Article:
Mark McDonald is one of a number of Holyrood Parliamentarians and staff getting hairy this month as part of this year’s Movember campaign. In today’s blog, Mark introduces John Thomson, who was a lecturer of communications at the former Glasgow Metropolitan College, when he was diagnosed with prostate cancer at the age of 53.

Mark, who is SNP MSP for North East Scotland and part of the SNP's Mo-Bros for Independence, said: “I’m proud to be taking part in Movember as it is a fantastic campaign that raises awareness, funds research and influences change in men’s health. John’s story highlights exactly why we should all band together to support this campaign.”

Only four years ago John, who is currently studying for a Post Graduate Diploma in Alcohol and Drugs Studies, was about to receive his first injection of a hormonal drug called goserelin and knew then some time the following year he was due to receive just under forty daily doses of radiotherapy.

John said: “I was 53. I couldn’t believe that I had prostate cancer. After all it was an old man’s disease leading to incontinence and impotence. I was understandably terrified. But let me take you back just a few months to before all that.

“I was seeing my GP about another matter and explained I was going to the toilet two or three times during the night, although I was not an alcohol drinker and drank very little coffee. She said that she would arrange for some tests and they seemed simple; a flow test and a blood test. What the results suggested was I had some problems including, possibly, prostate cancer.

“They had to check and they carried out the simplest test of all. The prostate, very basically, creates some of the fluid that carries sperm, called semen. It is the size of a walnut, when healthy, and sits just beneath the bladder. There is only one way to access it.

“The medics call it a Digital Rectal Examination; I know it as ‘the finger up the bum’ test and it is one reason why many men avoid going to the doctor (which is why Movember is so important). It was twenty seconds of discomfort and embarrassment that saved my life. My prostate was horrible. It suggested cancer.

“Came the day, came the announcement – I had prostate cancer and it looked bad. But it had not started to spread. I just said, ‘Fine. Can I go now?’ and left. We all deal with these things in different ways. I wasn’t brave, just dazed.

“I had been given a ‘tool kit’. This refers to a smashing collection of leaflets containing all sorts of information, much of it furnished by charities such as The Prostate Cancer Charity Scotland and MacMillan Cancer, and the phone number of a nurse, who you can phone for help or advice during the day.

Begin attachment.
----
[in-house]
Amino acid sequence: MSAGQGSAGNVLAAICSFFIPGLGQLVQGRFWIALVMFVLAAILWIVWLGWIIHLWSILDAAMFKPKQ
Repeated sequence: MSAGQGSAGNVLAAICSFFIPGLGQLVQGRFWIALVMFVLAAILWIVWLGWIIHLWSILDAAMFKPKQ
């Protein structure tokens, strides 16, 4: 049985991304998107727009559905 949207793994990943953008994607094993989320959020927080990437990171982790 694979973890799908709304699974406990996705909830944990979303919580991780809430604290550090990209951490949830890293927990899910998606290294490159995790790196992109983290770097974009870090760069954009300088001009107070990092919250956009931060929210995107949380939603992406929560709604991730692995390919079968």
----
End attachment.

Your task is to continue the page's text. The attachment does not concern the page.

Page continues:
“I had two options: surgery where the prostate is removed completely and therefore cancer can never return, or radiotherapy which was to be over two months. I liked the consultant who offered me the radiotherapy option. He made me laugh. And that I think is so important.

“Humour in all ways can help to lessen the concerns caused by any cancer. My radiotherapy took place over two months on a daily basis. It became a real highlight because of the humour that existed and the camaraderie between the guys, and their partners when they were there.

“It was like a football dressing room with possibly even ruder jokes than might be tolerated because everyone had something in common – prostate cancer. None of us wanted to be there and all of us wanted to be out as soon as possible but we made the best of it whilst we were there.

“All that happened just over three and a half years ago and for me. As far as I am concerned, the treatment has worked; I am neither impotent nor incontinent. We are not supposed to talk about cure but all I do, these days, is to get a simple blood test and as long as it’s okay, then I am.

“Movember is important not just because of the money it brings to men’s charities but for the increased awareness it also creates, not just about prostate cancer but testicular cancer and other male health problems.

“It helps fund research and awareness – getting the message out there. I do a lot of awareness work for The Prostate Cancer Charity Scotland, and Movember gives me something to target as men are beginning to think about their health but doing so with a smile on their faces and a ‘tache above their lips.

“I started the first part of my treatment in November four years ago with injections which killed the testosterone which feeds the cancer. It’s brilliant that the actions of so many men, by growing so many masculine moustaches, are now helping to save so many others.”

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